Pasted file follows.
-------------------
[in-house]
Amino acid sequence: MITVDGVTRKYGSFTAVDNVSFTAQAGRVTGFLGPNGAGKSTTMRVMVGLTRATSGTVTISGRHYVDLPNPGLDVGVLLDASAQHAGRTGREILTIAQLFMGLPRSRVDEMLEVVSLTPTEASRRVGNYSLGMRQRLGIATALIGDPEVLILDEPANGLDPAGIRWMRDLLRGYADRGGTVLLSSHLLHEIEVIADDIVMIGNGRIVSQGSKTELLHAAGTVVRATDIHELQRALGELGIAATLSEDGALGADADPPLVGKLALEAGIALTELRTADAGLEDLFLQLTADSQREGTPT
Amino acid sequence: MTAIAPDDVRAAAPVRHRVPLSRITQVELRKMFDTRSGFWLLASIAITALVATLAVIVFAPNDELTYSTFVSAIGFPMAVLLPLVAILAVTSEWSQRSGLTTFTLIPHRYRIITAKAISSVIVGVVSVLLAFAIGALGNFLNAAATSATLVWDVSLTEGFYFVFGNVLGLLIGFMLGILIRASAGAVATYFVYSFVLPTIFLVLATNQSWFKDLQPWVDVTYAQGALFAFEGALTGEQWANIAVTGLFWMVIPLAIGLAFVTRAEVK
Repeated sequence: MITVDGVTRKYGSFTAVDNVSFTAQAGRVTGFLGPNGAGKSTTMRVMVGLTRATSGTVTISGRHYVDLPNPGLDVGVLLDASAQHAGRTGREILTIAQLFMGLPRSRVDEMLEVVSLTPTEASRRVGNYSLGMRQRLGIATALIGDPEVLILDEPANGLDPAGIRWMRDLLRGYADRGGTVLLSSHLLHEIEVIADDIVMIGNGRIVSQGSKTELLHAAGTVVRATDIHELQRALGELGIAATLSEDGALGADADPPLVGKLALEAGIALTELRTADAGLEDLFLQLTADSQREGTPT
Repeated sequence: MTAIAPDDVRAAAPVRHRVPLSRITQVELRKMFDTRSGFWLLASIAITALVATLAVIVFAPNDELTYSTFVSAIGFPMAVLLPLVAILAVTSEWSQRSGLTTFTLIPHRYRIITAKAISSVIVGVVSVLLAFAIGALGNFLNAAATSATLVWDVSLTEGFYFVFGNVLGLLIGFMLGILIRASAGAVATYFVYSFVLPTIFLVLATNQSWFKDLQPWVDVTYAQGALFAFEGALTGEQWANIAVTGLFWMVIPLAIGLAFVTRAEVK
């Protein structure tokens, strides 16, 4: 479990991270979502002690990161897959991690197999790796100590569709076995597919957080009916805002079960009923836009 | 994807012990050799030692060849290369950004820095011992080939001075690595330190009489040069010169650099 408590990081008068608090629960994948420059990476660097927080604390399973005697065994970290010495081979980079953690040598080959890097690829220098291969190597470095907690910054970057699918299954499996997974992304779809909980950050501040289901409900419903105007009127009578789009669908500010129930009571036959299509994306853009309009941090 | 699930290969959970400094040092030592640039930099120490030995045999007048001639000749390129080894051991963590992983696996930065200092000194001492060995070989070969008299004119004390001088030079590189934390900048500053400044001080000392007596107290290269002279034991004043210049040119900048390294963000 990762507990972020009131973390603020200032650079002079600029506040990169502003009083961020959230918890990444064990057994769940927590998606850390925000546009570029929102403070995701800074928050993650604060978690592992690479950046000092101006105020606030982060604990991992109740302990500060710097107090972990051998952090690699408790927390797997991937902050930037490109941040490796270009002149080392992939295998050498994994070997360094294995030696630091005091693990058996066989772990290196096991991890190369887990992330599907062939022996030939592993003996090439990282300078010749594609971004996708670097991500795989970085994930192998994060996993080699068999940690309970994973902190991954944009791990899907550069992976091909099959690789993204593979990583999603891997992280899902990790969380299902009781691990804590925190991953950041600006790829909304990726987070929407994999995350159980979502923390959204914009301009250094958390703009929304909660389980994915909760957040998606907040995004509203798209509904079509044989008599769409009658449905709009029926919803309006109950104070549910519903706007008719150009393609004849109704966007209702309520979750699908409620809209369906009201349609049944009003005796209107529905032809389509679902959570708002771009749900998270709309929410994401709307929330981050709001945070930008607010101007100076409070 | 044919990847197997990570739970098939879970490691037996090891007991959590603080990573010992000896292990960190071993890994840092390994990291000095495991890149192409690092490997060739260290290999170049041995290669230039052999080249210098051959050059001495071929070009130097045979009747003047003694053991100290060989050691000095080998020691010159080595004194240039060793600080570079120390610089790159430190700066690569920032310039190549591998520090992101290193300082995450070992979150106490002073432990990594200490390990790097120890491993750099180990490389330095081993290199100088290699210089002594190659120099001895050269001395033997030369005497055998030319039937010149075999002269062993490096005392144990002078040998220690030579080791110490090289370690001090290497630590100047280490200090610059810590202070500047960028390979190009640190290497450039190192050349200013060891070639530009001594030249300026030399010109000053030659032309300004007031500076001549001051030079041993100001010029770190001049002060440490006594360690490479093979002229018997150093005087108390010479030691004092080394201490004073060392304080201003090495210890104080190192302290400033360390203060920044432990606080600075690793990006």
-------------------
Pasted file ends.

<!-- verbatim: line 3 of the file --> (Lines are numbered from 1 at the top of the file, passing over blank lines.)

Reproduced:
Amino acid sequence: MTAIAPDDVRAAAPVRHRVPLSRITQVELRKMFDTRSGFWLLASIAITALVATLAVIVFAPNDELTYSTFVSAIGFPMAVLLPLVAILAVTSEWSQRSGLTTFTLIPHRYRIITAKAISSVIVGVVSVLLAFAIGALGNFLNAAATSATLVWDVSLTEGFYFVFGNVLGLLIGFMLGILIRASAGAVATYFVYSFVLPTIFLVLATNQSWFKDLQPWVDVTYAQGALFAFEGALTGEQWANIAVTGLFWMVIPLAIGLAFVTRAEVK